I compiled a Twitter list called Help for Poets and Writers. The tweets coming from this list run the gamut from advice on the finer points of writing to how to market your book to pithy quotes from famous writers. These tweets are thought provoking and a source of inspiration to me.
A while back, there was one that particularly struck me. The quote, “Writers are too self-centered to be lonely,” was attributed to Richard Condon (author of the political thriller, The Manchurian Candidate). I’m not too sure I agree with that statement.
To be sure, writers are self centered, which is not to say that we’re bad people or that we don’t care about others on a personal level. But when we write, we are invested in our point of view, aren’t we? We have to be in order to say, “Here it is. This is what I think. Read it and weep.”
Furthermore, everything we write, fiction or nonfiction, is filtered through our knowledge, senses, and emotions (or that of our characters and personas) and presented as truth: The truth, according to us, according to our world of which we are the center.
Maybe Condon meant that writers don’t mind being alone. We do need a certain amount of solitude so that we can hear our thoughts. Sometimes, even when I’m not writing, I just want to be alone, period. When I’m in this mood, interacting with people seems like a chore and I just feel tired. I simply withdraw.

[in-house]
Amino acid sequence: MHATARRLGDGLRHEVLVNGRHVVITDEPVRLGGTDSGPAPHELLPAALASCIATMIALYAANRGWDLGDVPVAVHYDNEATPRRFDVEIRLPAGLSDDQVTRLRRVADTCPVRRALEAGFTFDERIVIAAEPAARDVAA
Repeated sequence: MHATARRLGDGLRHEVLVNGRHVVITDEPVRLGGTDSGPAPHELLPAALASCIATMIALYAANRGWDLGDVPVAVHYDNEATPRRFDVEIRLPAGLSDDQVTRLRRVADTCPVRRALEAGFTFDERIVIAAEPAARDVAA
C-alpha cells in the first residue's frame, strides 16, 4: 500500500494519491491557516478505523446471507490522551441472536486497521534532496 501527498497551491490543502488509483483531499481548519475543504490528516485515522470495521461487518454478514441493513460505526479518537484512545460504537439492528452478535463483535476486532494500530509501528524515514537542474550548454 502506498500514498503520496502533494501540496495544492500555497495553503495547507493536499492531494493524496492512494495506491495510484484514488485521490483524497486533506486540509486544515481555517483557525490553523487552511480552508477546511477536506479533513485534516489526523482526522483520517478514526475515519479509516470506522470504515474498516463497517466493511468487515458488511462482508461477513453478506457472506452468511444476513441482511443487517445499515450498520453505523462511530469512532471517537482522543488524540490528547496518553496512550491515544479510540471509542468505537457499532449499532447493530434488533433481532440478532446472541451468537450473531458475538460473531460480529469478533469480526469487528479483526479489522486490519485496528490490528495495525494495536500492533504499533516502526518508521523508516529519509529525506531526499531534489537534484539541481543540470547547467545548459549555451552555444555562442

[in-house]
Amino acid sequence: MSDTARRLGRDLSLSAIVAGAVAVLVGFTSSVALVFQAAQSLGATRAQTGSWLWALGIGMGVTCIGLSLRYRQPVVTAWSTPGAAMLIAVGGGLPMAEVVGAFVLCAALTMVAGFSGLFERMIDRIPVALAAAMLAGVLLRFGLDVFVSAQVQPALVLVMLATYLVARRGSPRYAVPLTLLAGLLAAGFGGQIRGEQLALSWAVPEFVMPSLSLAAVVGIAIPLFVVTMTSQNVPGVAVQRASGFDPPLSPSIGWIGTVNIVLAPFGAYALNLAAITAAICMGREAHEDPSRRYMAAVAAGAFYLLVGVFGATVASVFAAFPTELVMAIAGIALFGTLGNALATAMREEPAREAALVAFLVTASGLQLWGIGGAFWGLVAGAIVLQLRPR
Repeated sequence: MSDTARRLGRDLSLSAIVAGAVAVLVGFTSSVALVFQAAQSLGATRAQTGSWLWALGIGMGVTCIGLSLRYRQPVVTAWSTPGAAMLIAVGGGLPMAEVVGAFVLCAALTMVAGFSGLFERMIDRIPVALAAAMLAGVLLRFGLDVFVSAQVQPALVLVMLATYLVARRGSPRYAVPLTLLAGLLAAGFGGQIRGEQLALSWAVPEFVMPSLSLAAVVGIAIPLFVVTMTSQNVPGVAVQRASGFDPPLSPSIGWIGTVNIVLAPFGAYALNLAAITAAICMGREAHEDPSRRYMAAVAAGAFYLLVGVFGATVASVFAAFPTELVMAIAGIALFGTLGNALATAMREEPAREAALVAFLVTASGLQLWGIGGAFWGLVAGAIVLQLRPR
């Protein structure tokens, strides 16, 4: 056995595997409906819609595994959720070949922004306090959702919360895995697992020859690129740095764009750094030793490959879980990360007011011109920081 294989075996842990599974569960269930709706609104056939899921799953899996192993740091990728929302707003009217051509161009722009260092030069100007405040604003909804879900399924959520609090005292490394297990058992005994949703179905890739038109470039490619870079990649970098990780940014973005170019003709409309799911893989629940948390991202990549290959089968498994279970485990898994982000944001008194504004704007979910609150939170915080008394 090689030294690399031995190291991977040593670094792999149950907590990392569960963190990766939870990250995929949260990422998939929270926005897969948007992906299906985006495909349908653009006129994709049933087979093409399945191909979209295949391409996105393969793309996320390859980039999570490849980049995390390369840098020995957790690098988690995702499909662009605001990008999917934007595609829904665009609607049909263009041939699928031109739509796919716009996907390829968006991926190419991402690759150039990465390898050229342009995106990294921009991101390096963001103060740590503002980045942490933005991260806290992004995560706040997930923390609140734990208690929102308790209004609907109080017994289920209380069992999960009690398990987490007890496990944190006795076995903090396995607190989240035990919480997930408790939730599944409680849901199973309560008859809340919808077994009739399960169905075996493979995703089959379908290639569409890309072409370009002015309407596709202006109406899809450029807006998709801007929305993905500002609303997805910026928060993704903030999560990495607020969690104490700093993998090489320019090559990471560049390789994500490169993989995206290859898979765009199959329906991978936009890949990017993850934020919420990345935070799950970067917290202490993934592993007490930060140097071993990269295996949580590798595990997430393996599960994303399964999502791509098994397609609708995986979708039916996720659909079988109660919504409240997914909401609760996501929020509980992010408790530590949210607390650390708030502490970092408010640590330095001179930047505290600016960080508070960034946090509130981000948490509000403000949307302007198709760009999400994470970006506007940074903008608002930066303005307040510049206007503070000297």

But at times, does a feeling of loneliness creep in that comes from occupying a space that no one inhabits but you, and in the center of that space is a point–a black hole, if you will–that is difficult for even you to touch, let alone let anyone near? For me, the answer is yes. Is this space peculiar to writers or does everybody have this? I wonder if writers are more sensitive to it and put up more defenses to try to protect it, and does being sensitive make us feel more vulnerable, less likely to trust? Does being self centered protect you from loneliness or make you more prone to it?
From time to time, loneliness is a necessary occupational hazard for a writer because in that space uniqueness and truth reside. So while I don’t wallow in it, at the very least I acknowledge it, and I’m trying to understand it and draw from it.
© Sweepy Jean and Sweepy Jean Explores the (Webby) World, 2010.